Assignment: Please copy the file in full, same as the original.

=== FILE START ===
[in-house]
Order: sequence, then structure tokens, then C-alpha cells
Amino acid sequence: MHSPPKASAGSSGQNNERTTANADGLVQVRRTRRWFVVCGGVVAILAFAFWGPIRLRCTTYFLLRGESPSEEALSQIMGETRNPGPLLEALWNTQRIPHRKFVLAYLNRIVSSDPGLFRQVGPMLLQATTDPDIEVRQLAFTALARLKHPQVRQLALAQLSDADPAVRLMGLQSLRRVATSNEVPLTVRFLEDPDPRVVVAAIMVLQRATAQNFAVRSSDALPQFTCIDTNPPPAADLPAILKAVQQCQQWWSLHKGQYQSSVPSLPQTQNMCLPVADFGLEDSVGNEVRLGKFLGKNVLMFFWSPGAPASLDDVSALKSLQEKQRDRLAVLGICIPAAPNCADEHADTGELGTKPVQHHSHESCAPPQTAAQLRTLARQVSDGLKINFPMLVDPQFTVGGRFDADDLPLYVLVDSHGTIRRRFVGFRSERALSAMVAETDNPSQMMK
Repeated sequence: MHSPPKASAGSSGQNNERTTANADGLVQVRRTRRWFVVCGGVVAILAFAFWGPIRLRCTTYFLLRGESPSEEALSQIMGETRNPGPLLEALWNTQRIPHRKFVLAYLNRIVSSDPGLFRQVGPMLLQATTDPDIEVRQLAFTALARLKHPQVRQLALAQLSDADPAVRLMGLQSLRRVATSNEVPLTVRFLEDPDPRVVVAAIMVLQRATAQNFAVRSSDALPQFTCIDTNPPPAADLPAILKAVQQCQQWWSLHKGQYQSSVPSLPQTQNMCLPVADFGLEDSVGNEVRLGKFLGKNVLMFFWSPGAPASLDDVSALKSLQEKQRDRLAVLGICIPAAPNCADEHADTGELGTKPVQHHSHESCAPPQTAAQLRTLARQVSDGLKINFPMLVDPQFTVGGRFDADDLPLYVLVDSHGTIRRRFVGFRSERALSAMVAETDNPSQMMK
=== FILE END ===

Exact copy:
[in-house]
Order: sequence, then structure tokens, then C-alpha cells
Amino acid sequence: MHSPPKASAGSSGQNNERTTANADGLVQVRRTRRWFVVCGGVVAILAFAFWGPIRLRCTTYFLLRGESPSEEALSQIMGETRNPGPLLEALWNTQRIPHRKFVLAYLNRIVSSDPGLFRQVGPMLLQATTDPDIEVRQLAFTALARLKHPQVRQLALAQLSDADPAVRLMGLQSLRRVATSNEVPLTVRFLEDPDPRVVVAAIMVLQRATAQNFAVRSSDALPQFTCIDTNPPPAADLPAILKAVQQCQQWWSLHKGQYQSSVPSLPQTQNMCLPVADFGLEDSVGNEVRLGKFLGKNVLMFFWSPGAPASLDDVSALKSLQEKQRDRLAVLGICIPAAPNCADEHADTGELGTKPVQHHSHESCAPPQTAAQLRTLARQVSDGLKINFPMLVDPQFTVGGRFDADDLPLYVLVDSHGTIRRRFVGFRSERALSAMVAETDNPSQMMK
Repeated sequence: MHSPPKASAGSSGQNNERTTANADGLVQVRRTRRWFVVCGGVVAILAFAFWGPIRLRCTTYFLLRGESPSEEALSQIMGETRNPGPLLEALWNTQRIPHRKFVLAYLNRIVSSDPGLFRQVGPMLLQATTDPDIEVRQLAFTALARLKHPQVRQLALAQLSDADPAVRLMGLQSLRRVATSNEVPLTVRFLEDPDPRVVVAAIMVLQRATAQNFAVRSSDALPQFTCIDTNPPPAADLPAILKAVQQCQQWWSLHKGQYQSSVPSLPQTQNMCLPVADFGLEDSVGNEVRLGKFLGKNVLMFFWSPGAPASLDDVSALKSLQEKQRDRLAVLGICIPAAPNCADEHADTGELGTKPVQHHSHESCAPPQTAAQLRTLARQVSDGLKINFPMLVDPQFTVGGRFDADDLPLYVLVDSHGTIRRRFVGFRSERALSAMVAETDNPSQMMK